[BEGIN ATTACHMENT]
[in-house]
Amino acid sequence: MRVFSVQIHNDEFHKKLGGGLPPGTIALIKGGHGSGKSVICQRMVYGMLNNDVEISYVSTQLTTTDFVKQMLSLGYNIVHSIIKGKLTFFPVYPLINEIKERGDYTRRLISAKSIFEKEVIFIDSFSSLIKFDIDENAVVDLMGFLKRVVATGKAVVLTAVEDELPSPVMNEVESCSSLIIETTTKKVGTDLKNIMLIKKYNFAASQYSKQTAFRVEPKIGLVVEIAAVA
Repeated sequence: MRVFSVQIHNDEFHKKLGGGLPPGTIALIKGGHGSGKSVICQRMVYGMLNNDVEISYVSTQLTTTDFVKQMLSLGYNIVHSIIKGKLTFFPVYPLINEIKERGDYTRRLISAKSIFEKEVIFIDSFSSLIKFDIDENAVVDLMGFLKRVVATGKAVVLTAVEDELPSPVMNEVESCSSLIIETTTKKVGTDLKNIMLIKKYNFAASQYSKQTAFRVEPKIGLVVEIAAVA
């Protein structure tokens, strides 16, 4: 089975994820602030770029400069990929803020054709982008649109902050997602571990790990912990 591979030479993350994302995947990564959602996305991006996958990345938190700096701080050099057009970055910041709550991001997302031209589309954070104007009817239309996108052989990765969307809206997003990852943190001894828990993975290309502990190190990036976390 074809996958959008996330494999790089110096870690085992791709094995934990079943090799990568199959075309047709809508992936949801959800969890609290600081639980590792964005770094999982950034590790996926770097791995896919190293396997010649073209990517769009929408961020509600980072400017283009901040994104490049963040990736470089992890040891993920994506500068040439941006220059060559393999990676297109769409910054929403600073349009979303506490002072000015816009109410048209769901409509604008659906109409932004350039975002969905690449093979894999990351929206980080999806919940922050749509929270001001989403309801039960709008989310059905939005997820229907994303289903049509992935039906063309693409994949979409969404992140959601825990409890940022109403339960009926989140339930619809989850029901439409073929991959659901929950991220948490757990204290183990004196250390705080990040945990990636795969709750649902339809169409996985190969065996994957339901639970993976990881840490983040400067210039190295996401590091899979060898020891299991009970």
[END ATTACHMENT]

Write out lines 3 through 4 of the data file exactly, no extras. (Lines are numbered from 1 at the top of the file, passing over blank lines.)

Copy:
Repeated sequence: MRVFSVQIHNDEFHKKLGGGLPPGTIALIKGGHGSGKSVICQRMVYGMLNNDVEISYVSTQLTTTDFVKQMLSLGYNIVHSIIKGKLTFFPVYPLINEIKERGDYTRRLISAKSIFEKEVIFIDSFSSLIKFDIDENAVVDLMGFLKRVVATGKAVVLTAVEDELPSPVMNEVESCSSLIIETTTKKVGTDLKNIMLIKKYNFAASQYSKQTAFRVEPKIGLVVEIAAVA
């Protein structure tokens, strides 16, 4: 089975994820602030770029400069990929803020054709982008649109902050997602571990790990912990 591979030479993350994302995947990564959602996305991006996958990345938190700096701080050099057009970055910041709550991001997302031209589309954070104007009817239309996108052989990765969307809206997003990852943190001894828990993975290309502990190190990036976390 074809996958959008996330494999790089110096870690085992791709094995934990079943090799990568199959075309047709809508992936949801959800969890609290600081639980590792964005770094999982950034590790996926770097791995896919190293396997010649073209990517769009929408961020509600980072400017283009901040994104490049963040990736470089992890040891993920994506500068040439941006220059060559393999990676297109769409910054929403600073349009979303506490002072000015816009109410048209769901409509604008659906109409932004350039975002969905690449093979894999990351929206980080999806919940922050749509929270001001989403309801039960709008989310059905939005997820229907994303289903049509992935039906063309693409994949979409969404992140959601825990409890940022109403339960009926989140339930619809989850029901439409073929991959659901929950991220948490757990204290183990004196250390705080990040945990990636795969709750649902339809169409996985190969065996994957339901639970993976990881840490983040400067210039190295996401590091899979060898020891299991009970």